Atomic Models

Atomic Models
  • Age: 8+
  • Time: 20
  • (Setup: 5min, Activity: 10 min, Cleanup: 5 min)
  • Materials: $8
In this mission, you’ll look at how atoms are put together inside a material, and how that affects its properties. You’ll do this by creating a model made of candy, which will show some of the same patterns a scientist would see with a (non-candy) microscope! Download PDF
  • what you need


    • 1 cup small round candies, all one color (or small ball bearings)
    • ¼ cup large round candies, all one color (or larger ball bearings)


    • Large kitchen bowl
  • What To Do
    1. Pour enough of the small candies into the bowl to cover the bottom with one layer of candy. Each small candy represents one small atom. Do you see any patterns?
    2. Gently shake the bowl from side to side and watch how the “atoms” move. Keep shaking until all of the atoms line up in straight lines. Do any of the rows go all the way from one side of the bowl to the other? What happens at the edges?
    3. Add the larger candies—approximately ¼ the number of small candies. Each large candy represents one large atom. Use your hands to mix up the balls and distribute the larger ones throughout. Again, gently shake the mixture back and forth and watch what happens to the atoms. Can you get them to line up again? What happens if you add even more of the larger balls?

    Cleanup: You can munch on your candy or reuse the ball bearings for another purpose.

  • What's Happening?

    Everything around us is made of tiny building blocks called atoms – so tiny a powerful microscope is needed to see them. Scientists create bigger models of things we can’t see to help us understand how those things work. The different candies you used in this activity represent the atoms that make up all materials, and the model you made actually shows some of the same patterns and structures that you would see with a microscope.

    Just as you added energy by gently shaking the bowl, materials scientists add energy (heat) to atoms to make them line up into an orderly structure. This is how atoms are arranged in a section of a typical metal. You may have noticed some boundaries where the candies on either side of the bowl line up in different directions. These boundaries are the edges between different crystals in the metal—defects in the structure where the material loses energy.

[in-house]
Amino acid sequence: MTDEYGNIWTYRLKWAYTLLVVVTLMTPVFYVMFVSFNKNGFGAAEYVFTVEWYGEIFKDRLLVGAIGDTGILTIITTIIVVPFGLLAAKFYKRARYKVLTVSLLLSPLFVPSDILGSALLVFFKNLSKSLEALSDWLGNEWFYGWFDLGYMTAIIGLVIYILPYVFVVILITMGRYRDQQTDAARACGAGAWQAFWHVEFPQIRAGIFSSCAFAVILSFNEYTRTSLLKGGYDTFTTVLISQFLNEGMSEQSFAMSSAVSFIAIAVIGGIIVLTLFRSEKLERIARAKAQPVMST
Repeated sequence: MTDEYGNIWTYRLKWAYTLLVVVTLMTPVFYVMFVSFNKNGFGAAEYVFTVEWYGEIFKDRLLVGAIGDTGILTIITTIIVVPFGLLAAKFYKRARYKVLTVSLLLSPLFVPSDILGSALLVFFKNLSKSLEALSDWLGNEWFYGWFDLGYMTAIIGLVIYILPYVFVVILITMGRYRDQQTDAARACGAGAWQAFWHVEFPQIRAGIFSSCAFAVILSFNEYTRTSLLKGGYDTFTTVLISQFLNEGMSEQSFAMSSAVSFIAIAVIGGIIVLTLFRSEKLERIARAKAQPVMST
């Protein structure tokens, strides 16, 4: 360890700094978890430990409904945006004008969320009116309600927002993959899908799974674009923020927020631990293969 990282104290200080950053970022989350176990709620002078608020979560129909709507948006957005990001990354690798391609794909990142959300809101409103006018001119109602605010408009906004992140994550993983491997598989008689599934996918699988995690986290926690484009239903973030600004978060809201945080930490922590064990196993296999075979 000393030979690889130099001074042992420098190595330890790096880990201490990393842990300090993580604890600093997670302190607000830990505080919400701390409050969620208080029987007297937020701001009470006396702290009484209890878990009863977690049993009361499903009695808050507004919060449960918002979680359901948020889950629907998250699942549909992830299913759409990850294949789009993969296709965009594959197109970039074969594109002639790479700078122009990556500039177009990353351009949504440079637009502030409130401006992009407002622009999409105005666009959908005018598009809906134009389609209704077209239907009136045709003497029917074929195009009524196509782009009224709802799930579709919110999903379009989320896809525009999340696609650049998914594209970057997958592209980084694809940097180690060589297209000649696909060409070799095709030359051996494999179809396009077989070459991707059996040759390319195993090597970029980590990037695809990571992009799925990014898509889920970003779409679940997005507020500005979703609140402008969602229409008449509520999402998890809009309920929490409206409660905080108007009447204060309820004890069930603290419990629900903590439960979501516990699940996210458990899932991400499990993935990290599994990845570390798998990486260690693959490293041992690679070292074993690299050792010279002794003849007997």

When you added the larger candies, you created a mixture similar to an alloy, a combination of metals that contains atoms of different sizes. The larger atoms break up the regular structure of the smaller atoms and the boundaries between crystals. These different arrangements of atoms can lead to some very different behaviors of the materials at a large scale.

  • So What?
    Microscope image showing small round atoms lined up in rows. There are some gaps where atoms are missing from a row.

    Image credit: Taku Ueki

    SO WHAT?

    Crystals can have atoms arranged in a very ordered structure, like the balls that were originally resting at the bottom of the bowl. This is called a crystalline structure. Or the arrangement can be disordered due to defects in the pattern or different types of atoms. This is called an amorphous structure. Defects in crystals aren’t necessarily a bad thing—they actually determine how different materials act or behave in our daily lives. For example, a baseball bat made with an amorphous metal is stronger and transfers more energy back to the ball because of how the atoms are arranged, but it is more costly than a standard bat. And stainless steel, which is made of disordered crystals, is a poor conductor of electricity while pure copper and pure silver, made of more ordered crystals, are much better conductors of electricity.

    Scientists observe the atomic crystal structure of materials to determine how the materials will behave in the world. They can look at materials up close—even at the atomic level—using a high-resolution electron microscope. However, using this technology is very expensive and takes a long time compared to using other techniques. This technology can also be dangerous; it uses a very high voltage and emits X-rays, so they are built with many safeguards in place.

  • Scientists In Action
    Scientists In Action For scientists Nasim Alem and Ritesh Uppuluri, microscopes gave them their first peek into a world that’s too small to see with our eyes. What can they discover by looking at tiny patterns of atoms?